A brutal sexual assault of a native woman in northwestern Ontario that is being investigated as a hate crime has thrown fresh fuel on the fires of discontent being expressed in protests and demonstrations by first nations people across Canada.
A candlelight vigil to pray for female victims of crime was held on Wednesday night at a reserve adjacent to Thunder Bay, where the unnamed woman is recovering. She has told police she was assaulted, strangled and left for dead by two men who hurled racial epithets and denounced indigenous rights.
The assault comes at a time when native leaders are calling for a public inquiry to explore the depth of violence against women. Simultaneously, the grassroots Idle No More movement is inspiring natives and supporters to stage flash mob dances and blockades across the country to protest against federal legislation that first nations people say will hurt their communities, and native leaders are calling for a national day of action on Jan. 16 to support a hunger strike by Attawapiskat Chief Theresa Spence.
The Ontario assault was far from an isolated incident. At least 600 aboriginal women and girls have gone missing or been murdered in Canada in the past two decades. Native leaders say the number of victims actually runs into the thousands.
“It is systemic discrimination,” Michéle Audette, president of the Native Women’s Association of Canada, said in a telephone interview on Wednesday.
Joyce Hunter helped arrange the Thunder Bay vigil and is a lead organizer of the local branch of Idle No More. “We were reminded when this attack occurred that oppression takes many forms, and it is a very strong and potent reminder that there is so much work still that needs to be done in order for first nations people in Canada to achieve the parity that we are looking for,” she said.
Idle No More protests continue to erupt. On Wednesday, part of Portage Avenue in Winnipeg was blockaded for several hours.
Chief Spence, who has been on a hunger strike for 23 days, is demanding a meeting between Prime Minister Stephen Harper and first nations leaders to discuss treaty rights. Chief Wallace Fox of the Onion Lake Cree Nation in Saskatchewan and Chief Isadore Day of the Serpent River First Nation in Ontario have written to Mr. Harper to affirm their “complete commitment” to Ms. Spence, to support Idle No More, and to warn of the plans for the national day of action.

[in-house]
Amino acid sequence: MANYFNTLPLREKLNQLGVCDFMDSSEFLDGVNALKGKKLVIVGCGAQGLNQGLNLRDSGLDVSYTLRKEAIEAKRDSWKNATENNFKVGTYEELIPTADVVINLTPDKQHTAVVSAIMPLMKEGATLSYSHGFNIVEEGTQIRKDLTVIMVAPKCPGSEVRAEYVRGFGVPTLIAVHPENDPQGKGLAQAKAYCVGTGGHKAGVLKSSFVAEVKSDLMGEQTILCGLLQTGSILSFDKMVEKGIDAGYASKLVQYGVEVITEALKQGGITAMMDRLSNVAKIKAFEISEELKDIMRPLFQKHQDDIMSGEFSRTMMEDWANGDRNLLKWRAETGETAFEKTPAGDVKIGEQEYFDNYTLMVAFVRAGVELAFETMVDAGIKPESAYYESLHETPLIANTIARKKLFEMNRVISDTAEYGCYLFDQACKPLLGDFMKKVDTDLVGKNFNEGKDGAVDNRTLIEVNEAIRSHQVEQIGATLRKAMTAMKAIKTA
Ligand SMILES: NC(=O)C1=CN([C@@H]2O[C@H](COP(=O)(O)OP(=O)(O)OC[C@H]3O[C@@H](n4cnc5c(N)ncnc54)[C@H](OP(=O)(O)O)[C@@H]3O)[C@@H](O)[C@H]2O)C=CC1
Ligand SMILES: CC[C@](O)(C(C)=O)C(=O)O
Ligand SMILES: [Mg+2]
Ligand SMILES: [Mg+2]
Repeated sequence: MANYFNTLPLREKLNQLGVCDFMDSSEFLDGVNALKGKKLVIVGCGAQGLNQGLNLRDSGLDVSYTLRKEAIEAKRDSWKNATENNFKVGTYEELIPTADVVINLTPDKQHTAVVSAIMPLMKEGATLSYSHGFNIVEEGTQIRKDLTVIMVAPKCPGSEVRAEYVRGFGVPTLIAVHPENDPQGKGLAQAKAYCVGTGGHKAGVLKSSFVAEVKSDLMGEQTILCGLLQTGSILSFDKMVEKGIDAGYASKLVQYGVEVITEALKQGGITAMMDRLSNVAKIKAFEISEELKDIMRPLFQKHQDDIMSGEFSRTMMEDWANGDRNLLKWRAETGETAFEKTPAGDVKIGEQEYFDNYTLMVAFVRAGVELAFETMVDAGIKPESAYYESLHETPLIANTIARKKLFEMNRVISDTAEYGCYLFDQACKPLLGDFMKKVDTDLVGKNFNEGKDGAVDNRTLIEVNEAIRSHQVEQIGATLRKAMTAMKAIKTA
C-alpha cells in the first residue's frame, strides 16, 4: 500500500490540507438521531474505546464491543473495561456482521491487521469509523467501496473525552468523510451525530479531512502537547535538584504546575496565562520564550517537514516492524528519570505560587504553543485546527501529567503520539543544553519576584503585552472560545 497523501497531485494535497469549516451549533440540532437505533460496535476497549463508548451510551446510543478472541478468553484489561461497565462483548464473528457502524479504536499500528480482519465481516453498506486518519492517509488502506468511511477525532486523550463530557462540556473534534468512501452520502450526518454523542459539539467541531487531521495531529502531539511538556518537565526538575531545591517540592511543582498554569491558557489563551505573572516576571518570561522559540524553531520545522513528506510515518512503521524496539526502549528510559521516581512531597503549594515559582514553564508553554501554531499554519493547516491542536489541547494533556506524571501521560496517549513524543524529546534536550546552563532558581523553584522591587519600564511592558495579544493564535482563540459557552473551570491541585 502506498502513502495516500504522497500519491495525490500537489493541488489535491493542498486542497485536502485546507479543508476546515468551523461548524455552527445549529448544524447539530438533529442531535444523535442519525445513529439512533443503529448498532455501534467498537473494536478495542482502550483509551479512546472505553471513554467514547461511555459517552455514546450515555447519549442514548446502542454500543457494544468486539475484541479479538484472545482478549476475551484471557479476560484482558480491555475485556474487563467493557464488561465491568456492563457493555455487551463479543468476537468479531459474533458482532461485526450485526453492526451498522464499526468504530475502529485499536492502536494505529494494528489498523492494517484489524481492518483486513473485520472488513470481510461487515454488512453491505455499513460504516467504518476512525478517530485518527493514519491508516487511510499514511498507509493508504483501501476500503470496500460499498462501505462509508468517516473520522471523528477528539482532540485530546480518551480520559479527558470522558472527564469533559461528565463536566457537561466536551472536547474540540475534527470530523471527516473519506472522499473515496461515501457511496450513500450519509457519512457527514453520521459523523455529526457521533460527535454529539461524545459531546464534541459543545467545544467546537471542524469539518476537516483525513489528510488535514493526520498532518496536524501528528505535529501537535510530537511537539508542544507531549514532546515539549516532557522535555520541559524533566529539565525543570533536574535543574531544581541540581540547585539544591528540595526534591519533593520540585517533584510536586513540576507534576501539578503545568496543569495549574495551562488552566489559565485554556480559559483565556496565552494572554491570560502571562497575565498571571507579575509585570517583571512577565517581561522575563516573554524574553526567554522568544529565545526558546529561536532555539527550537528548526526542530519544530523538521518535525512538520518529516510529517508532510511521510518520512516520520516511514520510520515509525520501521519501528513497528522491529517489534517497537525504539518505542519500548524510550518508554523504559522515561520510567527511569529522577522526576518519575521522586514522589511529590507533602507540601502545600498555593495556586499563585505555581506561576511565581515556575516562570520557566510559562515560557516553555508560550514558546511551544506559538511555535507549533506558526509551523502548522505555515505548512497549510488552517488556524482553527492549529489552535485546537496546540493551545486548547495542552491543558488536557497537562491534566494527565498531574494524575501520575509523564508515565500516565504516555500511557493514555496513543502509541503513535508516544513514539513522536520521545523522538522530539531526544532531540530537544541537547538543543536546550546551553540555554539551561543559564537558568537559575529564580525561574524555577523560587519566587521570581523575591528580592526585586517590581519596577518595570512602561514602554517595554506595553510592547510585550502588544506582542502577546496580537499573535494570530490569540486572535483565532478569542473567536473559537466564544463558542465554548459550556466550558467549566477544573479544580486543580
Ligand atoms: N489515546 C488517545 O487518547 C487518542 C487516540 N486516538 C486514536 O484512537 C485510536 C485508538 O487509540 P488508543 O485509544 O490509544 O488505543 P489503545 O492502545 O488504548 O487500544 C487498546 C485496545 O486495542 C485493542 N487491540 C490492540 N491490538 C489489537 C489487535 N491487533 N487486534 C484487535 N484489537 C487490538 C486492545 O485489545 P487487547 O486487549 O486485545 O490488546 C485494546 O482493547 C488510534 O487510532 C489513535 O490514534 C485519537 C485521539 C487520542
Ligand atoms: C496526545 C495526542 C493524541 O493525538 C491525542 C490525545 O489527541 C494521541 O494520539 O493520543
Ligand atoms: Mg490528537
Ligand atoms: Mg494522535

The letter is the result of telephone conferences with chiefs across Canada over the weekend, Mr. Fox said. It says the native leaders will appeal to the international community, including U.S. President Barack Obama, to press the Canadian government to “correct the relationship it has with the indigenous peoples.”
Meanwhile, police in Thunder Bay say they have a full team of investigators on the assault, which the unnamed victim says took place last Thursday night as she was walking to the store. “We are treating this very seriously and this is a major investigation for us,” said Chris Adams, a police spokesman.
The woman said she was walking down the street when two white men in a green car pulled up beside her.
“They called her squaw and dirty Indian as she was walking and they were throwing things at her from the car, pieces of garbage and cans,” said Christi Belcourt, a noted Canadian artist who is a friend of the alleged victim and is speaking on her behalf.
The woman says the men then stopped the car and pulled her by her hair into the back seat.
“She tried to fight back, but there were two of them and the one was stronger than she was and he sat on her and they drove her to the outskirts of Thunder Bay,” Ms. Belcourt said. “They said what they were going to do to her as they were driving and she started to panic and she was fighting back, but they overpowered her.”
The men told her they had done similar things before and would do it again, Ms. Belcourt said.
“And they told her, as they assaulted her, that ‘you Indians deserve to lose your treaty rights.’ They wouldn’t have said that if it wasn’t for Idle No More,” Ms. Belcourt said.
“Psychologically, she is traumatized,” Ms. Belcourt said of her friend, who does not want her name made public because she is afraid the men will track her down and kill her when they find out she didn’t die.
The vigil in Thunder Bay was organized with heavy hearts but also lots of hope that change may be coming, Ms. Hunter said.
Ms. Audette of the Native Women’s Association said an inquiry is necessary because Canadians “need to know that it’s happening in their own backyard here in Canada. We hear that it happens a lot in Mexico or India, but it is happening here in Canada because we are aboriginal and we are women.
“There are at least 600 other women who are of first-nations descent who have experienced that kind of violence, and their killers are still walking free today,” she said, “and it’s so disturbing that that kind of violence has gone unanswered in a real and meaningful and honest way.”